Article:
Prices are wobbling in the London housing market, with the referendum and ongoing currency fluctuations being two of the major causes.
That is the view of one of the capital’s most prominent agencies, Stirling Ackroyd, which says that whilst a generally weak Pound has encouraged some foreign buyers to snap up ‘cheap’ property, the market as a while is cooling rapidly.
The depreciation in Sterling in June means the average price of a house in London equates to just €596,900 says the agency – this compares to a record high of €630,100 in November 2015. This is the equivalent of a fall of about £26,000.
This saving amounts to a 5.3 per cent discount within London’s residential market.
“European buyers are snapping up bargains across London. A declining exchange rate has meant London is becoming a more affordable global property hotspot – particularly for those paying in Euros” says Andrew Bridges, managing director of Stirling Ackroyd.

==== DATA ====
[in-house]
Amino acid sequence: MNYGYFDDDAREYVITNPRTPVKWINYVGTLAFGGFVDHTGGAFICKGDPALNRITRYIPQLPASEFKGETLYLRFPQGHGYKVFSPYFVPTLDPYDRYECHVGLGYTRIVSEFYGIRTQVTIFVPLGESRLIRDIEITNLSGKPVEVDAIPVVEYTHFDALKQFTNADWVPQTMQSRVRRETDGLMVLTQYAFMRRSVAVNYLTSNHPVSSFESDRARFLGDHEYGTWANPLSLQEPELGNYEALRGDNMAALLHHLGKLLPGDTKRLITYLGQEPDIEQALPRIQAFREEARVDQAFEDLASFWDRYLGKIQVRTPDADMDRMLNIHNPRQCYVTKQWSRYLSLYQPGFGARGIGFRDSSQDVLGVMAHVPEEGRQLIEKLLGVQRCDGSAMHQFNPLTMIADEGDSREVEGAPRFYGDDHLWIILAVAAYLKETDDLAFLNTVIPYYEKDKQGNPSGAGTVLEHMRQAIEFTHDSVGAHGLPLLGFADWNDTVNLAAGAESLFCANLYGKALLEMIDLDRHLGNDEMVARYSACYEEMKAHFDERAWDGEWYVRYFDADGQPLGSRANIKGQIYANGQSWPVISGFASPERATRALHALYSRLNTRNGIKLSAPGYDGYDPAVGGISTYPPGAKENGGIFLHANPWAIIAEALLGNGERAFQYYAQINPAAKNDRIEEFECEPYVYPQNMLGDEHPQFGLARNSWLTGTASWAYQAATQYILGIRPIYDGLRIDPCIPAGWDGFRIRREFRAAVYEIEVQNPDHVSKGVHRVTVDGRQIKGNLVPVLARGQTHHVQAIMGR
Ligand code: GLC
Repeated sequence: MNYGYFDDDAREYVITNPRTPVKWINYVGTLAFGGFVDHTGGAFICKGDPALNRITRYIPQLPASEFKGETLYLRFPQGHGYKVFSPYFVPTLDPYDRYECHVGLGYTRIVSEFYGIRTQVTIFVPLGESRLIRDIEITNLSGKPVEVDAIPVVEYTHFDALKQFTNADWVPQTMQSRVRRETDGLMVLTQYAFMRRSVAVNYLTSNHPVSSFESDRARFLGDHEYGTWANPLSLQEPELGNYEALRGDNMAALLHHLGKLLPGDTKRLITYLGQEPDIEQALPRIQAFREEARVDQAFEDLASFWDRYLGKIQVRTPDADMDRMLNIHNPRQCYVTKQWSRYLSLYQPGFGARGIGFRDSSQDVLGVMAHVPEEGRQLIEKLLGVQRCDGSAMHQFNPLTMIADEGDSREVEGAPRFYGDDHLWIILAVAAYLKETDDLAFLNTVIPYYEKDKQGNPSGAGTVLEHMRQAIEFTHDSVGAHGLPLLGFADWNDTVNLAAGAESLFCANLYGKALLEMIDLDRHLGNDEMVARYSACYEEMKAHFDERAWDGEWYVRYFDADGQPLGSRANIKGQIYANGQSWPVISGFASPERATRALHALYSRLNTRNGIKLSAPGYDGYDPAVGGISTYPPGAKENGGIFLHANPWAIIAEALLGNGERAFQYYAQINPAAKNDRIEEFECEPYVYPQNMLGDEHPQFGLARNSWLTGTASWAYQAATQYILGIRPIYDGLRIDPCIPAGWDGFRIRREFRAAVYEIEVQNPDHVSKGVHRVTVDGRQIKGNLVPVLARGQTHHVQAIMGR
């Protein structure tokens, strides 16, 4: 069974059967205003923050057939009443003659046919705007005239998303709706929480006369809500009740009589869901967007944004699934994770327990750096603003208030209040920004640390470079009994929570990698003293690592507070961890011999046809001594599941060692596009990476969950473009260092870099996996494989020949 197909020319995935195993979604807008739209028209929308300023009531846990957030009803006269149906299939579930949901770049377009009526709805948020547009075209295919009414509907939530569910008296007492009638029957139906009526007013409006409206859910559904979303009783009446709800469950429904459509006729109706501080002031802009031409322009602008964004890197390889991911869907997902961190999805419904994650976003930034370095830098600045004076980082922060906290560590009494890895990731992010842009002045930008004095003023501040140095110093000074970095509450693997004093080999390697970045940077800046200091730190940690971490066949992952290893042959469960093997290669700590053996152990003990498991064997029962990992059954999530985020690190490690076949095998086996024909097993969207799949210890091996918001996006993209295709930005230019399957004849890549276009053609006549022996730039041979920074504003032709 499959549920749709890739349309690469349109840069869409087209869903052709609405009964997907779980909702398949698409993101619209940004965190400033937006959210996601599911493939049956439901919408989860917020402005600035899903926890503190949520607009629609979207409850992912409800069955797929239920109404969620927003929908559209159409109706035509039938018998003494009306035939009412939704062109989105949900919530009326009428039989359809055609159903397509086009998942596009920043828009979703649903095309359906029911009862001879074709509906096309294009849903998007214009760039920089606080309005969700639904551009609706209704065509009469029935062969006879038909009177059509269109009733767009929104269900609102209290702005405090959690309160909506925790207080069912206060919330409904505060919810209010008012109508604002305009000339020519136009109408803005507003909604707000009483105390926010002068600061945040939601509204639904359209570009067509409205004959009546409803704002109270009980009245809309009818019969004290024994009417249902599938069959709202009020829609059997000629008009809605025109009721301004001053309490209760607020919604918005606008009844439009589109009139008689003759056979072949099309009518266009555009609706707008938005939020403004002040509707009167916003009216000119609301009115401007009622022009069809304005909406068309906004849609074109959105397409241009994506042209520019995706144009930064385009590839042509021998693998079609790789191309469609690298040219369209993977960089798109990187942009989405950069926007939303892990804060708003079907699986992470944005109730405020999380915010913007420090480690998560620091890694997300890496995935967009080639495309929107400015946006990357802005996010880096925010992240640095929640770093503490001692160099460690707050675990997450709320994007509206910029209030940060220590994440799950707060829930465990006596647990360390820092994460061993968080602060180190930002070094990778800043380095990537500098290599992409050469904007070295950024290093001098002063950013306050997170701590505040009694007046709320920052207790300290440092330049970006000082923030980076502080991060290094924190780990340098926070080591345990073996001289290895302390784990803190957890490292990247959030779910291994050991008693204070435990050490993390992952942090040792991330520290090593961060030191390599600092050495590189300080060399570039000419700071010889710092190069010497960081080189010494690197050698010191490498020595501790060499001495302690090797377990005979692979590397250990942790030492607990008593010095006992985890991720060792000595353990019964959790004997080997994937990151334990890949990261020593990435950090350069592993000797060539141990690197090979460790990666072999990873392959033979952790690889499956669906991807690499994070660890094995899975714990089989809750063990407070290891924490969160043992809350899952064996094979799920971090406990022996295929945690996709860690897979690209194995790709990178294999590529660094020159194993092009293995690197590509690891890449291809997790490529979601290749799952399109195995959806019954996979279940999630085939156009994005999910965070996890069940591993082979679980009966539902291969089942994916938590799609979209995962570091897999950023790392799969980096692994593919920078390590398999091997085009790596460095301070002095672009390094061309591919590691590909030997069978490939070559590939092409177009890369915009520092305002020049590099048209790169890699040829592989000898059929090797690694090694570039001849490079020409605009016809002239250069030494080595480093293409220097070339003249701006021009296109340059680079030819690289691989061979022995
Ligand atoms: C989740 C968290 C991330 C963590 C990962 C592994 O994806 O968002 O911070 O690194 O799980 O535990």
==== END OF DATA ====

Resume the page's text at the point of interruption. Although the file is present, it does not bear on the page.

“If Britain votes to leave the EU, Sterling is set to fall further so, ironically, London would become even more affordable – and therefore more attractive – to overseas buyers paying in Euros. While Eurozone buyers are propping up the temporarily soft market as prices stutter, Brexit might make Europeans much more significant players in London.”
However, with many other sellers and buyers sitting on their hands until Friday morning’s result, Stirling Ackroyd claims high end areas are seeing price falls.
“House prices may be cooling slightly in the face of geopolitical uncertainty but this is offering bullish buyers opportunities. The luxury areas of London’s property market are feeling the acutest drops in house prices but these areas typically have a higher proportion of European buyers – meaning exchange rate discounts on property purchases are compensating for any further slowdown” says Bridges.